Drillthrough reports diverge from the previous two methods discussed in many ways. First, as opposed to being embedded within an existing report, drillthrough reports are actually a separate and distinct report which has its own data sources, datasets, parameters, and layout. The drillthrough report can be run completely on its own.
In order to create a drillthrough report, the location of the "action" path must be selected. Simply, a particular textbox must be selected which will be the textbox end users will click on to open the drillthrough report. Generally, this text box will be the "number" or "item" upon which additional detail is needed; for instance, a text box that contains a sales figures or product category may the be the action location. Now, as displayed below, using the properties of that textbox, and navigating to the action tab, the report designer can select the appropriate "Navigate to" report. Furthermore, as noted in the below figure, parameter values or dataset values from the original report can also be passed to the drillthrough report.
The report designer must also pay special attention to the absolute and relative paths used in the "Specify a Report" field. Please see this MSDN article for details on absolute and relative paths.
A drillthrough report offers the flexibility of creating a new, separate report which also uses its own dataset and report layout. On the contrary, once the user navigates to the drillthrough report, the original report is no longer active and navigation using the back button may not always work. One idea for handling that situation is to actually create a "drillthrough button" on the second report which navigates back to the original report, as noted in the below illustration.
Subreports are similar to drillthrough reports in that they are a separate and distinct report and use their own, if desired, dataset. However subreports are actually one report embedded within another report. Of course, this situation is advantageous as compared to a drillthrough report where a completely new report is opened; this convenience comes with a possible performance penalty, since both the main report and the subreport must be rendered at the same time. The first step to adding a subreport is to drag the subreport object from the toolbox onto the report panel, as displayed in the below figure.
Next, right mouse clicking on the subreport object and selecting Subreport properties allows for the input of the subreport object name (no special characters or spaces are allowed) and, more importantly, the selection of the subreport to be embedded within the parent report.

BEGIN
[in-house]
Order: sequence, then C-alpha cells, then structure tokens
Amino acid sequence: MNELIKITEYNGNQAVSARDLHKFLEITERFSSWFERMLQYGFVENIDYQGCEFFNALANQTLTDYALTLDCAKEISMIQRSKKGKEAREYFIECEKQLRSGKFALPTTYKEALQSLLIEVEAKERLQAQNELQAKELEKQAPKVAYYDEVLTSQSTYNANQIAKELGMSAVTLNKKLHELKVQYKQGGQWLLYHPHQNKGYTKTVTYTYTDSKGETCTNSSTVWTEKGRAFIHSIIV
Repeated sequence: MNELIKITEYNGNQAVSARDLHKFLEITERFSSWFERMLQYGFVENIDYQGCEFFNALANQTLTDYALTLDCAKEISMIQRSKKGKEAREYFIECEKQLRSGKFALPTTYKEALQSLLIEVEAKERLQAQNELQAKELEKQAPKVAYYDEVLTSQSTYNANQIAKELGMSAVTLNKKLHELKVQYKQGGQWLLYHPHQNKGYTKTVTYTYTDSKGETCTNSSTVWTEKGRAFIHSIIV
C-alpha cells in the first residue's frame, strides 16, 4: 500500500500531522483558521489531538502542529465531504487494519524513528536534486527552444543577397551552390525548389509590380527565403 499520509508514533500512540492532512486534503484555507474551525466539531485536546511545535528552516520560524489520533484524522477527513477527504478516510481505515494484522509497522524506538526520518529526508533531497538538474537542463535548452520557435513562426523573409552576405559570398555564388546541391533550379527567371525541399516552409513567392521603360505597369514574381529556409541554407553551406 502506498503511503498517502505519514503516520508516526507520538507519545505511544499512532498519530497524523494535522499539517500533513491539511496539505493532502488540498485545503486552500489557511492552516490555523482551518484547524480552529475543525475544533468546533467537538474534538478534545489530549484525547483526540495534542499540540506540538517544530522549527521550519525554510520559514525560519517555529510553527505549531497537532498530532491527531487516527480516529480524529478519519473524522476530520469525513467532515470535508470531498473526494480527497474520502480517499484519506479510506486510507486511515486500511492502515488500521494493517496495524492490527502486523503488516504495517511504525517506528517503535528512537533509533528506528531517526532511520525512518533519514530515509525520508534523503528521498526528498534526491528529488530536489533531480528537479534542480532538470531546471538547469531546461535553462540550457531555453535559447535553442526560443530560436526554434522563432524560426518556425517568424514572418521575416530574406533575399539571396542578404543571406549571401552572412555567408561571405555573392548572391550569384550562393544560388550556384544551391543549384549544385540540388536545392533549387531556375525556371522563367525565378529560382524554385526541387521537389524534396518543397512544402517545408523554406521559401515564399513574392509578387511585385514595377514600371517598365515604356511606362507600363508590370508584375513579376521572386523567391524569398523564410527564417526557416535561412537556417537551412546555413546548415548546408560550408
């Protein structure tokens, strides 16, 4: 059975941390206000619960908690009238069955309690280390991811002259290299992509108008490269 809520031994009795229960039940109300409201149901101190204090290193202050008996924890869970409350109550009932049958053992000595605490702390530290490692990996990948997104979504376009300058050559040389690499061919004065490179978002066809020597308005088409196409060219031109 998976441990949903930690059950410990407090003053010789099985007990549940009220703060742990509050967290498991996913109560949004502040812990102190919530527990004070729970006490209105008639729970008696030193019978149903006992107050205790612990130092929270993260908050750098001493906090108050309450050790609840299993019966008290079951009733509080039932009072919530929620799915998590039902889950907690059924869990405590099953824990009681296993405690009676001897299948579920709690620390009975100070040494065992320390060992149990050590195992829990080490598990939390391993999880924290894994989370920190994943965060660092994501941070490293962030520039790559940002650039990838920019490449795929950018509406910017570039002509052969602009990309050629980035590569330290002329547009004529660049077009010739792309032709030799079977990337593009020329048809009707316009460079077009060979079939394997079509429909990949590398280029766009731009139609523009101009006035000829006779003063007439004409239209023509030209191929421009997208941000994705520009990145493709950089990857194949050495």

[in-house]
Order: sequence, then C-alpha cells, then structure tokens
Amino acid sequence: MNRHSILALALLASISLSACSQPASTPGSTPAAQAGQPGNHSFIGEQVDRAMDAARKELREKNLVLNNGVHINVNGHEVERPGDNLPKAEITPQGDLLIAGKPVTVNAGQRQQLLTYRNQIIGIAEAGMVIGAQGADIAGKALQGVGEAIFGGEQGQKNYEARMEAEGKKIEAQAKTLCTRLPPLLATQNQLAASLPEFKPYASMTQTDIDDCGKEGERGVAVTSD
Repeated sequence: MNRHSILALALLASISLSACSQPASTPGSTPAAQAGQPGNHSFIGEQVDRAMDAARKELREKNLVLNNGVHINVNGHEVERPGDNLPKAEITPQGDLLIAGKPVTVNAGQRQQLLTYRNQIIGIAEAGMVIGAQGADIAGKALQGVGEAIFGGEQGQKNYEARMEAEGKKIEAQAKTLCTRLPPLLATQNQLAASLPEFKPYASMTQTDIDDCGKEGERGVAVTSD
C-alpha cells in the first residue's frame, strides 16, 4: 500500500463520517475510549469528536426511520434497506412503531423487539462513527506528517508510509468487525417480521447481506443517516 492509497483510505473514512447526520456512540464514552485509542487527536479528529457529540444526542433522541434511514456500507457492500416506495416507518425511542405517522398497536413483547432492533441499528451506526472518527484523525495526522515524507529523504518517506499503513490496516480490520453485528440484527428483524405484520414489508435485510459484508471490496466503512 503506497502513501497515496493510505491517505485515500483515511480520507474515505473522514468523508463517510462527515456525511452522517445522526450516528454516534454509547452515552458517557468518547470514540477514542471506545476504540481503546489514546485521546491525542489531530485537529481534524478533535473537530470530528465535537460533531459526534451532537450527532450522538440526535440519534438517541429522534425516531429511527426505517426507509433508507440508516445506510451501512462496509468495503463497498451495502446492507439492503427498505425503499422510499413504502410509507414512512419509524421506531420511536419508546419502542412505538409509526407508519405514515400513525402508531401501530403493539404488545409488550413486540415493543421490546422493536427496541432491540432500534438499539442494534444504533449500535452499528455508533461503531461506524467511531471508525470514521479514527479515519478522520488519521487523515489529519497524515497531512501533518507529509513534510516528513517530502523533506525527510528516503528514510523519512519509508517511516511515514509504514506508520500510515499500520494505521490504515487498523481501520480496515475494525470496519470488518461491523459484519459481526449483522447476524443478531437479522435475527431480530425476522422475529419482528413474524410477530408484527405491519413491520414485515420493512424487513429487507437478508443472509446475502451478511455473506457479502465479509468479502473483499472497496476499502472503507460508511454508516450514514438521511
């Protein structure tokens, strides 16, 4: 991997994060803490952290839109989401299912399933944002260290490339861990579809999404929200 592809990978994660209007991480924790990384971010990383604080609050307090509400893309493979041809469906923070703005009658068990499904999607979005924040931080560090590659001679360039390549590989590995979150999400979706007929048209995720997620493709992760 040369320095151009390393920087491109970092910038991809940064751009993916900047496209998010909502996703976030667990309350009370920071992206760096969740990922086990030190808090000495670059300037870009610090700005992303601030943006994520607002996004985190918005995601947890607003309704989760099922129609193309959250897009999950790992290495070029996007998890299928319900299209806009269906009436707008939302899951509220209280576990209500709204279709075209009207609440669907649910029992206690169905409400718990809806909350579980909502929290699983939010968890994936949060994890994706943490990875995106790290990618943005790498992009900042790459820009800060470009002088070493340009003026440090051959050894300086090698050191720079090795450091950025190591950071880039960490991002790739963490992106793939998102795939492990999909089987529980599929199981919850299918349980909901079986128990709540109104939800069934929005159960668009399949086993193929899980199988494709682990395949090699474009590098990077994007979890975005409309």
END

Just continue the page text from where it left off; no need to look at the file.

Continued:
Any parameters needed for the subreport must be passed from the main report's parameter list. Certainly, the parent report and the subreport can share parameters, or default values could be used for the subreport.
Additionally, with subreports, consideration must be given to the actual size of the subreport. As you drag the subreport object onto the design grid and then resize it, this sizing is not the actual size the report will display when the report is run. It will autogrow to consume the space needed to display the subreport; no CanAutoGrow properties is available for the subreport.
SSRS includes many options for obtaining additional details about a number on a report. Drilldown actions allow for quick toggling of detail lines within a row or column group. Drillthrough reports give the user access to a completely new report. Nested Data regions allows for an object to be embedded within another object, whereas subreports allow one report to be embedded into a parent report. Of course, each of these methods comes at a cost; drilldown reports, nested data regions, and subreports require all the data to be consumed for each object where as a drillthrough report only consumes data for the main report. However, drillthrough reports force the user to navigate from one report to another and then back to the original report if needed. The report designer must weigh the benefits and cost of each method to determine the best options (or combination of options) for the report consumers.
- MSDN- Configuring Subreports and Drillthrough Reports
- Nested data regions-Charts
- Rob Barleys Report Parts vs. Subreports Tip
Last Updated: 2012-12-12